Seasons by ELONKORJUU album cover Boxset/Compilation, 2012
4.00 | 5 ratings

Elonkorjuu Heavy Prog

Review by Matti
Prog Reviewer

4 stars I am ashamed to admit I had never listened to this Finnish band until this month, not even the vintage 1972 album Harvest Time. With this luxurious 4-CD set I got to know the whole career and was very positively surprised. Actually the Heavy Prog category had made me feel too suspicious for some years. The mentioned debut indeed falls into that genre, but I could have never imagined it's so fine album. It may have some similarities with early heavy rock legends such as Uriah Heep or Black Sabbath (at their more calm), but they seem to have a sound of their own. The vocalist Heikki Lajunen avoids all the heavy rock cliches, instead he's simply a good singer with emotional capacity. The music is composed mainly by the gifted guitarist Jukka Syrenius, and the warm, organic band sound is finished by a good rhythm section and Ilkka Poijärvi on Hammond organ, guitar and flute. The songs have an intelligent aura, a nice combination of heaviness and atmospheric serenity. To me some of the last songs are not as interesting as the first four songs, but still this album's classic status in Finnish early prog is truly deserved.

The first disc contains also two live tracks from Pori Jazz 1974. The 9-minute covering of jazz/blues number 'Somebody Loan Me a Dime' is delicious and makes very clear how excellent guitarist Syrenius is. The 13th track on CD1 is a separate studio recording from 1977.

CD2 ("Summer"; each CD is titled after one of the four seasons!) contains the second album Flyin' High, Runnin' Fast (1978), released under the translated band name Harvest. It is a whole different affair from the debut's heavy prog: it's instrumental jazz rock / fusion, much lighter and airier naturally. This time there are a lot of reeds (tenor and alto sax, clarinet, trumpet), as the line-up had changed greatly. Keyboards are played by Seppo Tyni who has collaborated with Pekka Pohjola among others and has made some solo albums (a PA candidate perhaps?). Syrenius' compositions are first class fusion with a relaxed, happy atmosphere. The six additional live tracks were recorded in Pori 1979, featuring some well-known covers such as Stevie Wonder's 'Superstition' and Chick Corea's 'Spain'. These choices reveal from which musical directions the band was drawing inspiration. Concerning the whole set, it's respectable how few of the live tracks appear as album tracks on this set, and also the sound quality is nearly faultless.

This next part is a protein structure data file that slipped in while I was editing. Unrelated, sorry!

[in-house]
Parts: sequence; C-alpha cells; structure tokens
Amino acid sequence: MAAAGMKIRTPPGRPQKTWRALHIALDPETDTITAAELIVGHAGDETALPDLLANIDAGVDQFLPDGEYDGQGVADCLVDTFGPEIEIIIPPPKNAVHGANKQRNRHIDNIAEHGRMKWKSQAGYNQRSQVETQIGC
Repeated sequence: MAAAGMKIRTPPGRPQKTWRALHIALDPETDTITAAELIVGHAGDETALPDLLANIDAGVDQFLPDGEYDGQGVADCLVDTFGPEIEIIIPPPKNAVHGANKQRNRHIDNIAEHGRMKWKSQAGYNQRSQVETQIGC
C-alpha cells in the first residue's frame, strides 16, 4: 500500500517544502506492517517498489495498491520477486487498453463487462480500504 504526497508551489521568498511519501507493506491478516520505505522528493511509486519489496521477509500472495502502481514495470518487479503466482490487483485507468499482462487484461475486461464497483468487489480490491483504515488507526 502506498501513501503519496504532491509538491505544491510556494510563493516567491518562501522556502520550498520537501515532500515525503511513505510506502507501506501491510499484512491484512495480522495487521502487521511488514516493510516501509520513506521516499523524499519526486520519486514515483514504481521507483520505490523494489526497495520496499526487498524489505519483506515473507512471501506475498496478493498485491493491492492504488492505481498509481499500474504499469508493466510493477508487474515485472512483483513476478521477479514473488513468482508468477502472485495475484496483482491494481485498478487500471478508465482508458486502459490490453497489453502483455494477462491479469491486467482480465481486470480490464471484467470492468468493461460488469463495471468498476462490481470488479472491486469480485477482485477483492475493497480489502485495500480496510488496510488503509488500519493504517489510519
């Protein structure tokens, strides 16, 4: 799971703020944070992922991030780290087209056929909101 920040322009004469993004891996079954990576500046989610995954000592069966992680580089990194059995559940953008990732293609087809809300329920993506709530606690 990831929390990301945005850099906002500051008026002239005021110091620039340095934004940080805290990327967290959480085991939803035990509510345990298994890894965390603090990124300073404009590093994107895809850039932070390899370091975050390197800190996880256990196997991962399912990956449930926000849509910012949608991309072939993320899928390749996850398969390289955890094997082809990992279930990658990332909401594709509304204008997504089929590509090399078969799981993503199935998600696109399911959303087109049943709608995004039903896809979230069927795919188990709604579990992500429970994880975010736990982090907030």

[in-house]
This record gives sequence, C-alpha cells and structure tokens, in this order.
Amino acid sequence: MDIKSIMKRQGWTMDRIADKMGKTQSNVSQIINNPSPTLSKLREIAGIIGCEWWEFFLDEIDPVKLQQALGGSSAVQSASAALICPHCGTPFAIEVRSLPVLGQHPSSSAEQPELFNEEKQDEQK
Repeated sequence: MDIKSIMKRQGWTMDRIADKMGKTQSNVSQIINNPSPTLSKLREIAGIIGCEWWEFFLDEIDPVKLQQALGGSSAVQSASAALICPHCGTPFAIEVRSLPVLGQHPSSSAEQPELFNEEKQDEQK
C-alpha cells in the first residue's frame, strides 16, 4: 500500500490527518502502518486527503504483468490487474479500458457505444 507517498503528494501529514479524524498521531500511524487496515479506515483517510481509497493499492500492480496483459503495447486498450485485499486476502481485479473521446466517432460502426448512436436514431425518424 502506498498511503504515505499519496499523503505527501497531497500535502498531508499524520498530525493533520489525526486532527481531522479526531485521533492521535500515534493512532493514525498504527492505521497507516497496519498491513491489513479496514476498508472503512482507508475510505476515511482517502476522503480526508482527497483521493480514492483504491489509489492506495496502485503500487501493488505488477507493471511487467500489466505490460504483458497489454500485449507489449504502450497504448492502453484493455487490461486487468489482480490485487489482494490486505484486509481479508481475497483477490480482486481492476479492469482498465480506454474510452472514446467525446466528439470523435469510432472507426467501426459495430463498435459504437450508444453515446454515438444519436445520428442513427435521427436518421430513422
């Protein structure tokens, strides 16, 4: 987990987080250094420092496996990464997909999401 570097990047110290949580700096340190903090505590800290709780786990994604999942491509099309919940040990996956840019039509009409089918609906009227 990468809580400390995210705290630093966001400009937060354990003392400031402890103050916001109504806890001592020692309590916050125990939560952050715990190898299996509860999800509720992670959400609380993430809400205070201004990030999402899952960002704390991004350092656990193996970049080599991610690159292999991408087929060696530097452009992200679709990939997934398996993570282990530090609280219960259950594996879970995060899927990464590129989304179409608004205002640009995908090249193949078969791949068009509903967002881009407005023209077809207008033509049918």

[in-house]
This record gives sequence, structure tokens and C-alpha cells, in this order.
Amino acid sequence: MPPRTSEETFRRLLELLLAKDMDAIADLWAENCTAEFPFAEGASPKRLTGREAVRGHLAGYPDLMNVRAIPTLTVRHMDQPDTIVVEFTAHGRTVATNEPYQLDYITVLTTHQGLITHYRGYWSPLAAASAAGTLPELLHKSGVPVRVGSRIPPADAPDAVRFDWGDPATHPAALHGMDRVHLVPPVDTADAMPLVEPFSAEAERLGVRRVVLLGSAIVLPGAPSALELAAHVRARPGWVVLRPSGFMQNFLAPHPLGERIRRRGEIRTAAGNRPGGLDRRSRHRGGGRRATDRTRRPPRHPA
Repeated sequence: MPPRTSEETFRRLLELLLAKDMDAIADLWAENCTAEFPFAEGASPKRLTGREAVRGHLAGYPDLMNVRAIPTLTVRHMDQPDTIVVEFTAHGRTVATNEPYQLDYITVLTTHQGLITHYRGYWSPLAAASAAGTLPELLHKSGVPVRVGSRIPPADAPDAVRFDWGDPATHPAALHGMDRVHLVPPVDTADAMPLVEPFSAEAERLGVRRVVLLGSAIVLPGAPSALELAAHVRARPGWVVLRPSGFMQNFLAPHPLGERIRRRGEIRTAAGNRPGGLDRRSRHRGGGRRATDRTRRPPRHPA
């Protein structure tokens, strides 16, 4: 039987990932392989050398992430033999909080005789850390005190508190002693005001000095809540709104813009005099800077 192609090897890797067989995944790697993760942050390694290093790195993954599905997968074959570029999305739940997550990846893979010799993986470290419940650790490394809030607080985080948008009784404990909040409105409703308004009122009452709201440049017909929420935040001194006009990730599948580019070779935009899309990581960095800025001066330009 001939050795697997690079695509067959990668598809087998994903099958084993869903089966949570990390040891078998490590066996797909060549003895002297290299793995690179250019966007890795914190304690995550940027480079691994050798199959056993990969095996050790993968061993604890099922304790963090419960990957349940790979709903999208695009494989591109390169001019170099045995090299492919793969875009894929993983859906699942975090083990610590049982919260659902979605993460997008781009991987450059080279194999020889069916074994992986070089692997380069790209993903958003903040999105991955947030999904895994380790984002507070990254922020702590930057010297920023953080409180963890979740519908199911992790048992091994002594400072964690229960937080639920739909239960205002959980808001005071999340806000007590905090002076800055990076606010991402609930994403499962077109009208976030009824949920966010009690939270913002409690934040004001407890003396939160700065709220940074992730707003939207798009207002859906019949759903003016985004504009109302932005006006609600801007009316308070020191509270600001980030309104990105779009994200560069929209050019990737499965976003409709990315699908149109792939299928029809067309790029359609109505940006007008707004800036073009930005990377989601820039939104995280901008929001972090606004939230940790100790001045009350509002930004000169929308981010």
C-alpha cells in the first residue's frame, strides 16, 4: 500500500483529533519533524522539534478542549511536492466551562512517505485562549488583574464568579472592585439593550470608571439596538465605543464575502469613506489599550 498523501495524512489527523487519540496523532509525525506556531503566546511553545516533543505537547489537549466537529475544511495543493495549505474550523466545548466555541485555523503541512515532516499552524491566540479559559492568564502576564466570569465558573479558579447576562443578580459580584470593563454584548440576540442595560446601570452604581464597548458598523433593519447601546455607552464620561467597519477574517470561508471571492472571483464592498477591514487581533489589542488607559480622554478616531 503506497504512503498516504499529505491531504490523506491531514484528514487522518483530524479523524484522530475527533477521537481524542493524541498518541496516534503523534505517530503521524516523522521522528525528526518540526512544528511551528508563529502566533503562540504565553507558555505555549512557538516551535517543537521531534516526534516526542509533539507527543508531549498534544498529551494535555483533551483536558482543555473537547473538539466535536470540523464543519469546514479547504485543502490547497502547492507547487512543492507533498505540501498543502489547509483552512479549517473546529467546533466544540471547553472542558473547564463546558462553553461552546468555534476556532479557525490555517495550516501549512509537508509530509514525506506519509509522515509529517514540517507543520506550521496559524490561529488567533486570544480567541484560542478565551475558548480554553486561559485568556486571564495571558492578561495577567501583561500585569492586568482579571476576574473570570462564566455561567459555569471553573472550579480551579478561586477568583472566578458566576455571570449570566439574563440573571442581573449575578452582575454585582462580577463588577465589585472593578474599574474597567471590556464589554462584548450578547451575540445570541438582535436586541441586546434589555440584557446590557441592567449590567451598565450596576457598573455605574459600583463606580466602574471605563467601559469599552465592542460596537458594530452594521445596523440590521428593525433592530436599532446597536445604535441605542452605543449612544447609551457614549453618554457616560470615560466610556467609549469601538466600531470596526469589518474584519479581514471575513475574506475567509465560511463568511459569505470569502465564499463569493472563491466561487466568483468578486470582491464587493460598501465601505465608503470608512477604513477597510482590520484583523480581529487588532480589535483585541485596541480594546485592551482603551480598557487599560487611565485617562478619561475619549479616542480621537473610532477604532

Elonkorjuu/Harvest disappeared from sight for 24 years, making a comeback with the album Scumbag (2004). It has some vocals but it's instrumentally oriented fusion like the second album was. Reeds are missing but the music works very well. The compositions, by Syrenius and keyboardist Jussi Reunamäki, are a bit longer and give plenty of room for instruments to shine. Five years later the band recorded a live double album Scumbag Goes to Theatre (released in 2010), that make up the most of CD's 3 and 4. I haven't checked out how largely all these albums are included here; I presume not completely, but that wouldn't make this set less valuable. My favourites from this live album (recorded at Pori Theatre in December 2009) are Syrenius originals 'Waiting' and 'You And I'. The three final tracks are live from 2011. In total, only three songs from the 1972 album appear twice in this package. The essay on the band history is rather short but it also helps to make this set very recommendable to anyone interested in this band.

 Harvest Time by ELONKORJUU album cover Studio Album, 1972
3.19 | 31 ratings

Harvest Time
Elonkorjuu Heavy Prog

Review by Passionist

3 stars Here here, something nice from my favourite homecountry. The album is still pretty rare here in Finland, as with the rest of the world too. That's really a shame. Elonkorjuu is a really nice rock band with the 70s atmosphere well alive in their music. They've got a lot of bluesy influences, also some heavy riffs. Most of the songs are based on a bit distorted, yet bright guitar and a heavy bass patterns. The players are good, and the singer uses his voice really well, though perhaps not with the best pronounciation.

The first song is usually the one everyone knows, if they've heard this band at all. The openers 1 & 2 are really standard. The first song is a bit more heavy and faster, setting out the standard for the rest of the album, and the second one is a bit slower, more beautiful song. Unfeeling and Swords.

The third one, Captain is again a bit faster on tempo and has pretty excellent guitar riffing plus in the solo their version of the national anthem of Russia. It's fun to notice stuff like this, and it suits the song pretty well, even though it's not Soviet folk.

Praise our Basement is a little wordplay and again a bit softer song, also with a somewhat longer feeling. There's a long, mostly improvisational instrumental part for the guitar. As for most of their songs, they are really based on the guitar playing of the talent that is Jukka Syrenius.